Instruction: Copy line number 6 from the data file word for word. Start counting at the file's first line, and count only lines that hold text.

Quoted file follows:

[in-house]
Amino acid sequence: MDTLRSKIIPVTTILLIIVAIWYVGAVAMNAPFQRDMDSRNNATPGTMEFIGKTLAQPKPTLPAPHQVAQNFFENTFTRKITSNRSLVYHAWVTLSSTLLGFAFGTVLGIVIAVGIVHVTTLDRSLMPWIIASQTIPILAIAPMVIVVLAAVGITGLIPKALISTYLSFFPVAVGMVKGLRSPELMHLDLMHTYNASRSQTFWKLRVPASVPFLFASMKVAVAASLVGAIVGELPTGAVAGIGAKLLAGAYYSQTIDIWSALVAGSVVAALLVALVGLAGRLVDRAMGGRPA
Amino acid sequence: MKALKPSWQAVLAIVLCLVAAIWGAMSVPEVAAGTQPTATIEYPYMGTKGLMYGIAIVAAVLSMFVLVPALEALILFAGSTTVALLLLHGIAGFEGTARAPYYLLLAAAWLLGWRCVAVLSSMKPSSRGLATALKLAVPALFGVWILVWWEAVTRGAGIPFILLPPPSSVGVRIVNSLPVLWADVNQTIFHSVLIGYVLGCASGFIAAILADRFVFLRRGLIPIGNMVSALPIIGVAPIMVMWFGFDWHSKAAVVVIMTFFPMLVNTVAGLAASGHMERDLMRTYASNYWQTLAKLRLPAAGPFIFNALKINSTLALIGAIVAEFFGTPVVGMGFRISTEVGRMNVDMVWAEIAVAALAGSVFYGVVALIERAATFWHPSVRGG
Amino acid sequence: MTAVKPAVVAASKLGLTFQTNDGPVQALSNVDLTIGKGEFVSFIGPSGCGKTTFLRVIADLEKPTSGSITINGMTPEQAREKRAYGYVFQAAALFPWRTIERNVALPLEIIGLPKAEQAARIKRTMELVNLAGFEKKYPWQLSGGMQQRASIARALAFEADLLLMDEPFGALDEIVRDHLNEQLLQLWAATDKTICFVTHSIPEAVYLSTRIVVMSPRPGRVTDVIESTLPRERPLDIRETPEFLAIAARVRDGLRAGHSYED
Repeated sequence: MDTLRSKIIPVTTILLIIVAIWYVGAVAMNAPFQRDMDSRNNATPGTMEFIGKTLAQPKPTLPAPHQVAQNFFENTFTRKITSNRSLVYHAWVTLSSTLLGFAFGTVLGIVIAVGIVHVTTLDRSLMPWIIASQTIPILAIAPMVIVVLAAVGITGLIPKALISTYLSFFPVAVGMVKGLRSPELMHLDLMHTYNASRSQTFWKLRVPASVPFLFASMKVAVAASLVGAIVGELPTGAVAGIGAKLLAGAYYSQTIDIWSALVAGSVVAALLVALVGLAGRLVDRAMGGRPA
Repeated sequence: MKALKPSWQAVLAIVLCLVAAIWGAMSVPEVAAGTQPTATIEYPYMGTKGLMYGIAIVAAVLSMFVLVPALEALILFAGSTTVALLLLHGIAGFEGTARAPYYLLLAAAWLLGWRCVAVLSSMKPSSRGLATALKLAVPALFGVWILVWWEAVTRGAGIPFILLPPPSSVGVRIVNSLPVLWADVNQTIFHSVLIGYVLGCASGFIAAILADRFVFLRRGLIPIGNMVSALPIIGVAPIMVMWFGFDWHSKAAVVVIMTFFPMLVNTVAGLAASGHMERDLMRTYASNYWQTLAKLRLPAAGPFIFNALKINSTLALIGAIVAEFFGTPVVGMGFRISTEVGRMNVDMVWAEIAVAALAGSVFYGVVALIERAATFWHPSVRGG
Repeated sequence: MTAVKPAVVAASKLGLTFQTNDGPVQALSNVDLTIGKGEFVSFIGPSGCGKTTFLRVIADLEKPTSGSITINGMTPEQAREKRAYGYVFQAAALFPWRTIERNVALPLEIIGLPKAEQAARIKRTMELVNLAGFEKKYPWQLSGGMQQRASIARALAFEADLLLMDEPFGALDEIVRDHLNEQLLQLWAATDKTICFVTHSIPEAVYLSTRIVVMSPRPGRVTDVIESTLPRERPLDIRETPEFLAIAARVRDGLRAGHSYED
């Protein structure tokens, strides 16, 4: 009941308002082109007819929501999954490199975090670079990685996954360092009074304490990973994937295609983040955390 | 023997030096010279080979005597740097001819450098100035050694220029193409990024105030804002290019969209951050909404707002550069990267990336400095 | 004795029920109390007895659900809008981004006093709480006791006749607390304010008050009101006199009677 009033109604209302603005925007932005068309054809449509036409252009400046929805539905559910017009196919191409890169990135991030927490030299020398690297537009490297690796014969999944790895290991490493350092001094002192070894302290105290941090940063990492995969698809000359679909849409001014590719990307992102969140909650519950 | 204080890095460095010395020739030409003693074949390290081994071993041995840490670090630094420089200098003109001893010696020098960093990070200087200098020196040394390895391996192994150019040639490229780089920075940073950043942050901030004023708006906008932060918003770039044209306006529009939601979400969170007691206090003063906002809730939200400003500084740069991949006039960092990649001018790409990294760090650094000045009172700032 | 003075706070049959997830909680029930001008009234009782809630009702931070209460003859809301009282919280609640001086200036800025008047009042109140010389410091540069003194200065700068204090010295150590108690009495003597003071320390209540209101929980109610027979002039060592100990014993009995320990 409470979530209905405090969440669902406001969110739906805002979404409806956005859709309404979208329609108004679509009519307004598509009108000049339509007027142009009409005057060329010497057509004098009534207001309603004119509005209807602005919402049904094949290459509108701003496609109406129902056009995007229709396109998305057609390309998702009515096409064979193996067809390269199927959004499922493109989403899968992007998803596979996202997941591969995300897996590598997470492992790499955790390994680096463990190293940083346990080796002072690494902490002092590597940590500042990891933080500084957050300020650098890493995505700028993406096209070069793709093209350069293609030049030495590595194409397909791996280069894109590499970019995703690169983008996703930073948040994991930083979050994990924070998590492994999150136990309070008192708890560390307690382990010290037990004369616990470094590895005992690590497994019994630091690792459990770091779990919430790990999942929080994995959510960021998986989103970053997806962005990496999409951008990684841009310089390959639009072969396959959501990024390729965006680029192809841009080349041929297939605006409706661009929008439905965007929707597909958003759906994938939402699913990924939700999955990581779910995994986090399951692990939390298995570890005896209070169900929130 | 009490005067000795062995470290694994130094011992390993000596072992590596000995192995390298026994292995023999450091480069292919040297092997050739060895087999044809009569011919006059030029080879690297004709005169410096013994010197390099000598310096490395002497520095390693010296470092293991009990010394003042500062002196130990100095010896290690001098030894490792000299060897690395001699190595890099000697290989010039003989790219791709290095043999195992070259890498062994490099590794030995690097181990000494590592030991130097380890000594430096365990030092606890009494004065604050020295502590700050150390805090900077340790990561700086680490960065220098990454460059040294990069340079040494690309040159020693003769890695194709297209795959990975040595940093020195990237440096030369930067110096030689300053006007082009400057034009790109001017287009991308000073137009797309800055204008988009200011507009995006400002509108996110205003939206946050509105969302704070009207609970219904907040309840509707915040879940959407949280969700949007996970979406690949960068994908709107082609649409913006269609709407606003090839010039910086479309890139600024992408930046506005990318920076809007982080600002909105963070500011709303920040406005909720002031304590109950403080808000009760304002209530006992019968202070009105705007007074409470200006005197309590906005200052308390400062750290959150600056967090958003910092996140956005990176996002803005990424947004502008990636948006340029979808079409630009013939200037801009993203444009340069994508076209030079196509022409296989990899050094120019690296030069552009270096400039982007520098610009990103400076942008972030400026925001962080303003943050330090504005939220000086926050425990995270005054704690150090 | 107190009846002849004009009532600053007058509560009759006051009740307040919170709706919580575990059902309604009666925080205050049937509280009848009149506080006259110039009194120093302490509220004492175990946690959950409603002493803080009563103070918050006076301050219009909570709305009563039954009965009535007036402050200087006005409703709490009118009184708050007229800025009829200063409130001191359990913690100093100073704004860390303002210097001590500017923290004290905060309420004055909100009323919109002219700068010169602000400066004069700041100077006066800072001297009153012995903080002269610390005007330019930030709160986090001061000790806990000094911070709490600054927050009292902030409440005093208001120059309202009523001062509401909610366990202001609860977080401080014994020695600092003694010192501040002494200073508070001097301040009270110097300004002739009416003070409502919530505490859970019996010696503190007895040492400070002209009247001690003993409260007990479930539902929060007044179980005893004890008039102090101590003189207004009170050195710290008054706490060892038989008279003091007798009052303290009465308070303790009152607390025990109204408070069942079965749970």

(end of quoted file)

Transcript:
Repeated sequence: MKALKPSWQAVLAIVLCLVAAIWGAMSVPEVAAGTQPTATIEYPYMGTKGLMYGIAIVAAVLSMFVLVPALEALILFAGSTTVALLLLHGIAGFEGTARAPYYLLLAAAWLLGWRCVAVLSSMKPSSRGLATALKLAVPALFGVWILVWWEAVTRGAGIPFILLPPPSSVGVRIVNSLPVLWADVNQTIFHSVLIGYVLGCASGFIAAILADRFVFLRRGLIPIGNMVSALPIIGVAPIMVMWFGFDWHSKAAVVVIMTFFPMLVNTVAGLAASGHMERDLMRTYASNYWQTLAKLRLPAAGPFIFNALKINSTLALIGAIVAEFFGTPVVGMGFRISTEVGRMNVDMVWAEIAVAALAGSVFYGVVALIERAATFWHPSVRGG